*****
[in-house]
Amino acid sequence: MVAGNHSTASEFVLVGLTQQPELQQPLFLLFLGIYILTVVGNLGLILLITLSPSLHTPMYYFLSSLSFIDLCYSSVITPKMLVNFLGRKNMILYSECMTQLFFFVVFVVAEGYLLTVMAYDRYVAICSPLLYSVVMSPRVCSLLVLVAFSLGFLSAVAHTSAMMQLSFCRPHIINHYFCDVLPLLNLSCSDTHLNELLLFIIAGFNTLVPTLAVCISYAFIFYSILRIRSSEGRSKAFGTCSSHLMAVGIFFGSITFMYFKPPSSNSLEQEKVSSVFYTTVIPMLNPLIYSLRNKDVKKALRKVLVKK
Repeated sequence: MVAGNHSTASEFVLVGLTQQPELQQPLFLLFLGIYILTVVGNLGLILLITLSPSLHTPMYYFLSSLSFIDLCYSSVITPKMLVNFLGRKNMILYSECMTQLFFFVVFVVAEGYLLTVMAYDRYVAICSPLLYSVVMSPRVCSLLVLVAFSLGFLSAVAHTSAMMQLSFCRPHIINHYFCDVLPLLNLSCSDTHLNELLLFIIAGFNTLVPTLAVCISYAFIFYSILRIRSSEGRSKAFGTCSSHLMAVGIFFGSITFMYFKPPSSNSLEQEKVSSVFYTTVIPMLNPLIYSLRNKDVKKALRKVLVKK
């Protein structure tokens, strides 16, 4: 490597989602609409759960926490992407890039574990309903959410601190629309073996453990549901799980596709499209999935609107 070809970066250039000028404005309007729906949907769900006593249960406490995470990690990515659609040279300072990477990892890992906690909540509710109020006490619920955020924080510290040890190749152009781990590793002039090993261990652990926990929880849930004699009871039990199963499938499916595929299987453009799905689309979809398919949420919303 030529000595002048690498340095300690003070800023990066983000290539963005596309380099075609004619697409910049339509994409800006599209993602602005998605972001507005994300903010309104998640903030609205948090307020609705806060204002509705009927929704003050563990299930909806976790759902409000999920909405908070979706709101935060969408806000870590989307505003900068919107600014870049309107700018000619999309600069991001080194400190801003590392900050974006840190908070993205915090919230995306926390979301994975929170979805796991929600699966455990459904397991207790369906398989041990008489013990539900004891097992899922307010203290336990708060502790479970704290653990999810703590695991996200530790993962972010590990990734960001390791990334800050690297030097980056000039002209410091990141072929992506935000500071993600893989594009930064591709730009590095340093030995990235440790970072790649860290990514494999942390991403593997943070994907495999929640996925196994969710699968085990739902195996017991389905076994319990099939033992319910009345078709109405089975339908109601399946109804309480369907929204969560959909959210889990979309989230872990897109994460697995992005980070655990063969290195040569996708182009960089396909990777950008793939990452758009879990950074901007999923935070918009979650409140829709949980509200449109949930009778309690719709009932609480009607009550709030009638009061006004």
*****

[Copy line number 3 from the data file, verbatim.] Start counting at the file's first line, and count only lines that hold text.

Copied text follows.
Repeated sequence: MVAGNHSTASEFVLVGLTQQPELQQPLFLLFLGIYILTVVGNLGLILLITLSPSLHTPMYYFLSSLSFIDLCYSSVITPKMLVNFLGRKNMILYSECMTQLFFFVVFVVAEGYLLTVMAYDRYVAICSPLLYSVVMSPRVCSLLVLVAFSLGFLSAVAHTSAMMQLSFCRPHIINHYFCDVLPLLNLSCSDTHLNELLLFIIAGFNTLVPTLAVCISYAFIFYSILRIRSSEGRSKAFGTCSSHLMAVGIFFGSITFMYFKPPSSNSLEQEKVSSVFYTTVIPMLNPLIYSLRNKDVKKALRKVLVKK